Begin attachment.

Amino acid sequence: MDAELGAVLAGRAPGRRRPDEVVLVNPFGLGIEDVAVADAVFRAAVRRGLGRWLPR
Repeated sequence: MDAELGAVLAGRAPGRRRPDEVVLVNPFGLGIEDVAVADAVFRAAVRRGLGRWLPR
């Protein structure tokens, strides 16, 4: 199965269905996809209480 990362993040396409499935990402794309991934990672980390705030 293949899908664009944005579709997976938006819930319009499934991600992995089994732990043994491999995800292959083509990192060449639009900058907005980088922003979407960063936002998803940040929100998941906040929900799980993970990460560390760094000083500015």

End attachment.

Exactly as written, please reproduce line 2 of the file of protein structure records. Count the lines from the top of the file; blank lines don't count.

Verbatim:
Repeated sequence: MDAELGAVLAGRAPGRRRPDEVVLVNPFGLGIEDVAVADAVFRAAVRRGLGRWLPR